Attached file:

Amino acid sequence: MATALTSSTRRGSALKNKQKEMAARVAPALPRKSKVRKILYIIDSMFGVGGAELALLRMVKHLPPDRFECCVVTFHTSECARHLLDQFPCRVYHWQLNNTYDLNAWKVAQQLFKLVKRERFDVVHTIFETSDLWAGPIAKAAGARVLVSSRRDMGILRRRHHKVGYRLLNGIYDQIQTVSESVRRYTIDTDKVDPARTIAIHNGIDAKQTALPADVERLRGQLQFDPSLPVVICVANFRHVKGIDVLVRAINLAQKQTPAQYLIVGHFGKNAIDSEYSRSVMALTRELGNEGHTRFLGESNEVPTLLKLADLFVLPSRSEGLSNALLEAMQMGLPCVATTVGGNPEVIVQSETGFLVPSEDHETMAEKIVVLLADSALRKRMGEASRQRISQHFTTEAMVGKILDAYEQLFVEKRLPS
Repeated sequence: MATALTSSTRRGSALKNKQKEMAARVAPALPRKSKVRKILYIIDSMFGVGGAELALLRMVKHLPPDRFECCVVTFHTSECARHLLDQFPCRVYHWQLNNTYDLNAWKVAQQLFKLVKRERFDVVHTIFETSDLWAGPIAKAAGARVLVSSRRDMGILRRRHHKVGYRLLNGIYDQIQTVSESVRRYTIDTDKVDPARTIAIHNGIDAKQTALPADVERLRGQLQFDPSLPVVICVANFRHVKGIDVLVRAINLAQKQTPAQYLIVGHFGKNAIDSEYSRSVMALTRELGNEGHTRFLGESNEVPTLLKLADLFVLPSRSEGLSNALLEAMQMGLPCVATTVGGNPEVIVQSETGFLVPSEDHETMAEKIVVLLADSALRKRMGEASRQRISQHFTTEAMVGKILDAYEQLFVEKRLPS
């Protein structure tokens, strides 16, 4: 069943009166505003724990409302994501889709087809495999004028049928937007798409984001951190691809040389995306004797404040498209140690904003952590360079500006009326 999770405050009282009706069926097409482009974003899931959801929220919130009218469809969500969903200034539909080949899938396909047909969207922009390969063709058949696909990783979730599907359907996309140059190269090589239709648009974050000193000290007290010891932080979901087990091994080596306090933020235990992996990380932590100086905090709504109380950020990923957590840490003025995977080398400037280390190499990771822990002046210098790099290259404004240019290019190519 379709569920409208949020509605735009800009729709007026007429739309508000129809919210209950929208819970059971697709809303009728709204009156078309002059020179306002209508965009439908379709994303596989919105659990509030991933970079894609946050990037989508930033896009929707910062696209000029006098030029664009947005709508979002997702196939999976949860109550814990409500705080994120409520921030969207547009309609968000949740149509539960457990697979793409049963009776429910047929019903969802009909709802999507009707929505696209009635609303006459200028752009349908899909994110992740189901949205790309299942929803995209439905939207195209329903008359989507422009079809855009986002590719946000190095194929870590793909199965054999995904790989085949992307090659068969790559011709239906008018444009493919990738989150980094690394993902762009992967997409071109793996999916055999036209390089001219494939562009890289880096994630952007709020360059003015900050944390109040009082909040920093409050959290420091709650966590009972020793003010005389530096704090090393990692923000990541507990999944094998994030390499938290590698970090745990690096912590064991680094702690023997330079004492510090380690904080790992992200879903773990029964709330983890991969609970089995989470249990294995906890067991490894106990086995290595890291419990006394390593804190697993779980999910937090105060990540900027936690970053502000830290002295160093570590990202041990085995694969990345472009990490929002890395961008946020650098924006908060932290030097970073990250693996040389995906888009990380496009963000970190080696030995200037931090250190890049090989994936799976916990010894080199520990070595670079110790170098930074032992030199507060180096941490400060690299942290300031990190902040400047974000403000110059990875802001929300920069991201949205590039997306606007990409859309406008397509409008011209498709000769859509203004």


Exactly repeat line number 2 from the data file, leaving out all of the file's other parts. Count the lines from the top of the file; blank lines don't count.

Repeated sequence: MATALTSSTRRGSALKNKQKEMAARVAPALPRKSKVRKILYIIDSMFGVGGAELALLRMVKHLPPDRFECCVVTFHTSECARHLLDQFPCRVYHWQLNNTYDLNAWKVAQQLFKLVKRERFDVVHTIFETSDLWAGPIAKAAGARVLVSSRRDMGILRRRHHKVGYRLLNGIYDQIQTVSESVRRYTIDTDKVDPARTIAIHNGIDAKQTALPADVERLRGQLQFDPSLPVVICVANFRHVKGIDVLVRAINLAQKQTPAQYLIVGHFGKNAIDSEYSRSVMALTRELGNEGHTRFLGESNEVPTLLKLADLFVLPSRSEGLSNALLEAMQMGLPCVATTVGGNPEVIVQSETGFLVPSEDHETMAEKIVVLLADSALRKRMGEASRQRISQHFTTEAMVGKILDAYEQLFVEKRLPS